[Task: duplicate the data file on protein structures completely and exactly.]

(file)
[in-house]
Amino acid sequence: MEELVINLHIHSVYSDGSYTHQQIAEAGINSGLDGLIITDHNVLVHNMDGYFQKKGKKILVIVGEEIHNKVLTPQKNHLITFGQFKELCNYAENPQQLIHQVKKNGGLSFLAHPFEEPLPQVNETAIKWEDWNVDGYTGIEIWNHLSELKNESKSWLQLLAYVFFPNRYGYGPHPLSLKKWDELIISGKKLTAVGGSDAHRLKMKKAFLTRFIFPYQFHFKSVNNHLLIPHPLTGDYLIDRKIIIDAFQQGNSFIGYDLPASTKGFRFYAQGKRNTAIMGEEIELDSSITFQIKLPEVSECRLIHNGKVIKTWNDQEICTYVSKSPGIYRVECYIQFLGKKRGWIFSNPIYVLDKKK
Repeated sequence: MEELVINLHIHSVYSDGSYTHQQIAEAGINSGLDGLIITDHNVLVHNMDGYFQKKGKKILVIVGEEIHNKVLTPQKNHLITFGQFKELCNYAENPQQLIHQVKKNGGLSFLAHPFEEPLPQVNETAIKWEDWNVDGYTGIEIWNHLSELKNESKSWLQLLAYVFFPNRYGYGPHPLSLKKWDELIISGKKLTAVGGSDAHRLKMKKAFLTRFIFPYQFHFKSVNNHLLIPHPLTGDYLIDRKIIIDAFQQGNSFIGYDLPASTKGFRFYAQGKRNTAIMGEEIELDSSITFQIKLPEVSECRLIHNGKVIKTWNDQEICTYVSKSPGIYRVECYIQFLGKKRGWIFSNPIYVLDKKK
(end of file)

[in-house]
Amino acid sequence: MEELVINLHIHSVYSDGSYTHQQIAEAGINSGLDGLIITDHNVLVHNMDGYFQKKGKKILVIVGEEIHNKVLTPQKNHLITFGQFKELCNYAENPQQLIHQVKKNGGLSFLAHPFEEPLPQVNETAIKWEDWNVDGYTGIEIWNHLSELKNESKSWLQLLAYVFFPNRYGYGPHPLSLKKWDELIISGKKLTAVGGSDAHRLKMKKAFLTRFIFPYQFHFKSVNNHLLIPHPLTGDYLIDRKIIIDAFQQGNSFIGYDLPASTKGFRFYAQGKRNTAIMGEEIELDSSITFQIKLPEVSECRLIHNGKVIKTWNDQEICTYVSKSPGIYRVECYIQFLGKKRGWIFSNPIYVLDKKK
Repeated sequence: MEELVINLHIHSVYSDGSYTHQQIAEAGINSGLDGLIITDHNVLVHNMDGYFQKKGKKILVIVGEEIHNKVLTPQKNHLITFGQFKELCNYAENPQQLIHQVKKNGGLSFLAHPFEEPLPQVNETAIKWEDWNVDGYTGIEIWNHLSELKNESKSWLQLLAYVFFPNRYGYGPHPLSLKKWDELIISGKKLTAVGGSDAHRLKMKKAFLTRFIFPYQFHFKSVNNHLLIPHPLTGDYLIDRKIIIDAFQQGNSFIGYDLPASTKGFRFYAQGKRNTAIMGEEIELDSSITFQIKLPEVSECRLIHNGKVIKTWNDQEICTYVSKSPGIYRVECYIQFLGKKRGWIFSNPIYVLDKKK